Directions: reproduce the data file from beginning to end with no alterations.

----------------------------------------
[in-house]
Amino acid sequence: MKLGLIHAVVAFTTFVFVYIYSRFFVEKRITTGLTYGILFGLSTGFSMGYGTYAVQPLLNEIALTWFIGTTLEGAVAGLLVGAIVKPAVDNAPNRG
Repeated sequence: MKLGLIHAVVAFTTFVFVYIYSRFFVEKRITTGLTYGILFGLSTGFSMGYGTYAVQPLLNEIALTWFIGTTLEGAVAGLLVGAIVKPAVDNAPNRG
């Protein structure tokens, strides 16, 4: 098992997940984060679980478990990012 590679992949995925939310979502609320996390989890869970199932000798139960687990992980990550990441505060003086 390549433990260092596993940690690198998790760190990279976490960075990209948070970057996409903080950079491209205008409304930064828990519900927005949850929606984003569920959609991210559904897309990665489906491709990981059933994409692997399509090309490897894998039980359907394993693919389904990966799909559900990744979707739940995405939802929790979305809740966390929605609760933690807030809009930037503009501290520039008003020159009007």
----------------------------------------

[in-house]
Amino acid sequence: MKLGLIHAVVAFTTFVFVYIYSRFFVEKRITTGLTYGILFGLSTGFSMGYGTYAVQPLLNEIALTWFIGTTLEGAVAGLLVGAIVKPAVDNAPNRG
Repeated sequence: MKLGLIHAVVAFTTFVFVYIYSRFFVEKRITTGLTYGILFGLSTGFSMGYGTYAVQPLLNEIALTWFIGTTLEGAVAGLLVGAIVKPAVDNAPNRG
């Protein structure tokens, strides 16, 4: 098992997940984060679980478990990012 590679992949995925939310979502609320996390989890869970199932000798139960687990992980990550990441505060003086 390549433990260092596993940690690198998790760190990279976490960075990209948070970057996409903080950079491209205008409304930064828990519900927005949850929606984003569920959609991210559904897309990665489906491709990981059933994409692997399509090309490897894998039980359907394993693919389904990966799909559900990744979707739940995405939802929790979305809740966390929605609760933690807030809009930037503009501290520039008003020159009007």